Spanish Shepherds Protest a Dying Way of Life
ALEX CHADWICK, host:
This is DAY TO DAY. I'm Alex Chadwick.
To adapt a song from "My Fair Lady," in Spain, it's no longer just the rain falling on the plain; it's the housing boom, too, urban sprawl. Real estate developments are going up where shepherds have trekked their flocks on long migration routes since the Middle Ages. Well, baa! Some of those shepherds have had enough. Jerome Socolovsky has this story.
(Soundbite of vehicle)
JEROME SOCOLOVSKY reporting:
Bustarviejo is a popular destination for day-trippers from Madrid. Every weekend, this small village in the pine-forested mountains north of the capital is jammed with their cars. But on this Saturday morning, another stampede is heading into town.
(Soundbite of bells ringing)
Unidentified Man: (Spanish spoken)
SOCOLOVSKY: A flock of sheep is being herded toward the village square, and the celebrations are already in full swing.
(Soundbite of bells ringing; music; sheep baaing)
Unidentified Man: (Spanish spoken)
SOCOLOVSKY: A dulcina(ph) band--named after the oboe-like Spanish instrument--begins to play, and several ladies break out into a jig. Not even the petite nun in the white habit can resist the beat.
Sister NIEVES(ph): (Spanish spoken)
`You weren't filming me while I was making a fool of myself?' Sister Nieves asks. And then she adds, `Because that's something I like to do a lot.'
(Soundbite of sheep baaing; yelling)
SOCOLOVSKY: The village square, where the band is playing and the crowd is waiting, is the last place the sheep want to go, but the shepherd and his helpers whack them with sticks and drag them by their hind legs.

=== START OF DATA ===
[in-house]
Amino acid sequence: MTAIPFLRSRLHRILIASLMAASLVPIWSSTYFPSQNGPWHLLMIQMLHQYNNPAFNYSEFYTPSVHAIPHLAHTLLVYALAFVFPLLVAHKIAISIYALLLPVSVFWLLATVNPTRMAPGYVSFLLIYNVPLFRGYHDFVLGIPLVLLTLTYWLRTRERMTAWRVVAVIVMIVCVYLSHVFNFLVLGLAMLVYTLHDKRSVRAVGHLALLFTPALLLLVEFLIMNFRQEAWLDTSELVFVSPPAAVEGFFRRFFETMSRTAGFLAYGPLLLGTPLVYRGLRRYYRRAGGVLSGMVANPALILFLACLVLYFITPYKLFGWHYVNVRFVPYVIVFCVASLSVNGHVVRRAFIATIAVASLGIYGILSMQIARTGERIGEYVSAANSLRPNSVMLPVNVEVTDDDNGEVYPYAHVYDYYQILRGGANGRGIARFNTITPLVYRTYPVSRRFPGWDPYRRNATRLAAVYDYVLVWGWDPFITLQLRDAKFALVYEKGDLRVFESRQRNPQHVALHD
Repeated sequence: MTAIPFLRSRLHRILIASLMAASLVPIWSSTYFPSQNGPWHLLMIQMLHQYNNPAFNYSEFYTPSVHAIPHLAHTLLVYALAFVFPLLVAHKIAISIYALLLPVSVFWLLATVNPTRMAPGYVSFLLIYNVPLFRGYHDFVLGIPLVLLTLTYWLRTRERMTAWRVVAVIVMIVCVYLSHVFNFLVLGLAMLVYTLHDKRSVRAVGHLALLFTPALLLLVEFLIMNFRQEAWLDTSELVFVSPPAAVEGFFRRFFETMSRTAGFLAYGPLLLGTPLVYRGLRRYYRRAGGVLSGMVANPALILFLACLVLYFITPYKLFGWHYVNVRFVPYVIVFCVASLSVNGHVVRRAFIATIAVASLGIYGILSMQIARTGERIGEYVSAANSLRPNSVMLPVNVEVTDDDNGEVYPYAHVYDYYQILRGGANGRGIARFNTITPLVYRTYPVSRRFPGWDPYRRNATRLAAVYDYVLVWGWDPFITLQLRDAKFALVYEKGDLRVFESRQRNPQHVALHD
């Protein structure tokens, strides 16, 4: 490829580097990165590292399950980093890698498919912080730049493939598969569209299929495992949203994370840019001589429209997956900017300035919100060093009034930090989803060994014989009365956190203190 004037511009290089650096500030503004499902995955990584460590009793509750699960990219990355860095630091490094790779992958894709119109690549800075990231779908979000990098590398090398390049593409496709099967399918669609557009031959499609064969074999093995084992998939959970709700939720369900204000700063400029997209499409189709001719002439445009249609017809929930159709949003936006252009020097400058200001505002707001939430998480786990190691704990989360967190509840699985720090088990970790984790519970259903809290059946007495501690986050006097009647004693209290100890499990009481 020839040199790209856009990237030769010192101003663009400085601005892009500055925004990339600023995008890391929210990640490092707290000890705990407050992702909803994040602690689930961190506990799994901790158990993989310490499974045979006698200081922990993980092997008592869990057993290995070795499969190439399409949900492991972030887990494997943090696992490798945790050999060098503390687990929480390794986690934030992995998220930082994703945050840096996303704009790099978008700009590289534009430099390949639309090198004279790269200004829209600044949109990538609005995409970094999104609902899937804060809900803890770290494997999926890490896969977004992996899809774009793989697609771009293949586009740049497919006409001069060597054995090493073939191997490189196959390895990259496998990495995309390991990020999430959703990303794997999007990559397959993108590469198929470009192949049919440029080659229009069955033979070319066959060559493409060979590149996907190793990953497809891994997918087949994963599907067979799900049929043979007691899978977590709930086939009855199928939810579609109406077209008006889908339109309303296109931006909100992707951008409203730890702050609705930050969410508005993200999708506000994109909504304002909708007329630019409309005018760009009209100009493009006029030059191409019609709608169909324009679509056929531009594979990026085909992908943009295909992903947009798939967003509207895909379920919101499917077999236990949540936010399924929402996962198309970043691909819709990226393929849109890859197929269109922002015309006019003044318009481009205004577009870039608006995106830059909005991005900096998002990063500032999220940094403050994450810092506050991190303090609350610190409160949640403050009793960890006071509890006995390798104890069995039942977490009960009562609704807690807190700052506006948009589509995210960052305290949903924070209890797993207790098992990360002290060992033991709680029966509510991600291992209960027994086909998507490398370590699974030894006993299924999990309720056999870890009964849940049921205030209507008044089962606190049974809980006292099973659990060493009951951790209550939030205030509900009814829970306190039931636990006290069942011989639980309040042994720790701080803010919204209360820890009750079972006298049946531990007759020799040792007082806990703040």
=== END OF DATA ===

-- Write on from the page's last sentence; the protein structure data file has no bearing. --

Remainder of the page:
Mr. JORGE ESCIERDO(ph) (Shepherd): (Spanish spoken)
SOCOLOVSKY: `These people, they get in the way; they think they're dogs,' says shepherd Jorge Escierdo.
The vias pecuarias is a wide band of pasture that cuts through forests, climbs over mountain passes and bisects villages like Bustarviejo. Some of the routes are known as (Spanish spoken) because they were created by Spanish kings centuries ago when the country was a major world's producer of wool. Antonio Gomez Sal, a professor of ecology at Alcala University, supports the shepherds' campaign.
Professor ANTONIO GOMEZ SAL (Alcala University): The Spanish society has changed very quick. Now in this moment, you are new rich, huh? New rich. We forget our origin.
SOCOLOVSKY: He recalls that only a generation ago, Spain was a nation of farmers and shepherds. Nowadays, most herds are moved over long distances by truck or by train. But segments of the vias pecuarias are still used by shepherds like Escierdo.
Mr. ESCIERDO: (Spanish spoken)
SOCOLOVSKY: `The vias pecuarias, the canatas(ph), are like highways for sheep,' Escierdo says. `They're the infrastructure for the livestock. It's the way sheep would get to fresh pastures in different seasons. We want to preserve this because it's not only for farmers, but also for all Spaniards, for all people who want to enjoy them,' the shepherd says.
He welcomes the hikers and the mountain bikers who are discovering the vias pecuarias, but not the real estate developers who are building right across the sheep's pasture land. Shepherds like Jorge Escierdo want these festivals to remind Spaniards what they're in danger of losing.
(Soundbite of yelling; sheep baaing)
SOCOLOVSKY: For NPR News, I'm Jerome Socolovsky in Bustarviejo, Spain.
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